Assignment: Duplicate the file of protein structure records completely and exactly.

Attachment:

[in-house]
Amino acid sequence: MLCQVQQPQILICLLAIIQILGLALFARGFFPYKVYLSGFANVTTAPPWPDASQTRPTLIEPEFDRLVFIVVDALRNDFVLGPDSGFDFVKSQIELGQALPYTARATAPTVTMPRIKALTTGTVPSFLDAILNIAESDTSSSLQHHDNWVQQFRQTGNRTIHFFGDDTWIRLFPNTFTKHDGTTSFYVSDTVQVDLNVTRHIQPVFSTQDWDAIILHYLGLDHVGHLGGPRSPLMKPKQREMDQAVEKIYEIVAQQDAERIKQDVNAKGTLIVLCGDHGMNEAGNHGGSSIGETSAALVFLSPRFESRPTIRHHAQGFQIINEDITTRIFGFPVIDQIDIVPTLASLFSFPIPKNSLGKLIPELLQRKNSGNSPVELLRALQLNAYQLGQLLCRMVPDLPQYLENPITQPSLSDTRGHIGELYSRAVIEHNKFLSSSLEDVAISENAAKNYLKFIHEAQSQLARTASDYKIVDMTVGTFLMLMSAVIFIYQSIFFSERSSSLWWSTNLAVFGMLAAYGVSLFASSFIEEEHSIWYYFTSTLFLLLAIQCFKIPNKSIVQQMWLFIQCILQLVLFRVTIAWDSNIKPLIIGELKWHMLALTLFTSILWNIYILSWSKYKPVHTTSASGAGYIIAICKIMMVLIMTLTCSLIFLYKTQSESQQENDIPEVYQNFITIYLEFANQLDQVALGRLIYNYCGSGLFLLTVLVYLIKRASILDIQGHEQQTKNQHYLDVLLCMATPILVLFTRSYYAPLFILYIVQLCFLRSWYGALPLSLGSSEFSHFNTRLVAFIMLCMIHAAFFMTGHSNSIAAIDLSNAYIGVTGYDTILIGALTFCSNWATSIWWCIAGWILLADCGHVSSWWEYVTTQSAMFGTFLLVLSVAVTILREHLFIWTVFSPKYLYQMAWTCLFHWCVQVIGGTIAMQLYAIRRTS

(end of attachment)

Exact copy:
[in-house]
Amino acid sequence: MLCQVQQPQILICLLAIIQILGLALFARGFFPYKVYLSGFANVTTAPPWPDASQTRPTLIEPEFDRLVFIVVDALRNDFVLGPDSGFDFVKSQIELGQALPYTARATAPTVTMPRIKALTTGTVPSFLDAILNIAESDTSSSLQHHDNWVQQFRQTGNRTIHFFGDDTWIRLFPNTFTKHDGTTSFYVSDTVQVDLNVTRHIQPVFSTQDWDAIILHYLGLDHVGHLGGPRSPLMKPKQREMDQAVEKIYEIVAQQDAERIKQDVNAKGTLIVLCGDHGMNEAGNHGGSSIGETSAALVFLSPRFESRPTIRHHAQGFQIINEDITTRIFGFPVIDQIDIVPTLASLFSFPIPKNSLGKLIPELLQRKNSGNSPVELLRALQLNAYQLGQLLCRMVPDLPQYLENPITQPSLSDTRGHIGELYSRAVIEHNKFLSSSLEDVAISENAAKNYLKFIHEAQSQLARTASDYKIVDMTVGTFLMLMSAVIFIYQSIFFSERSSSLWWSTNLAVFGMLAAYGVSLFASSFIEEEHSIWYYFTSTLFLLLAIQCFKIPNKSIVQQMWLFIQCILQLVLFRVTIAWDSNIKPLIIGELKWHMLALTLFTSILWNIYILSWSKYKPVHTTSASGAGYIIAICKIMMVLIMTLTCSLIFLYKTQSESQQENDIPEVYQNFITIYLEFANQLDQVALGRLIYNYCGSGLFLLTVLVYLIKRASILDIQGHEQQTKNQHYLDVLLCMATPILVLFTRSYYAPLFILYIVQLCFLRSWYGALPLSLGSSEFSHFNTRLVAFIMLCMIHAAFFMTGHSNSIAAIDLSNAYIGVTGYDTILIGALTFCSNWATSIWWCIAGWILLADCGHVSSWWEYVTTQSAMFGTFLLVLSVAVTILREHLFIWTVFSPKYLYQMAWTCLFHWCVQVIGGTIAMQLYAIRRTS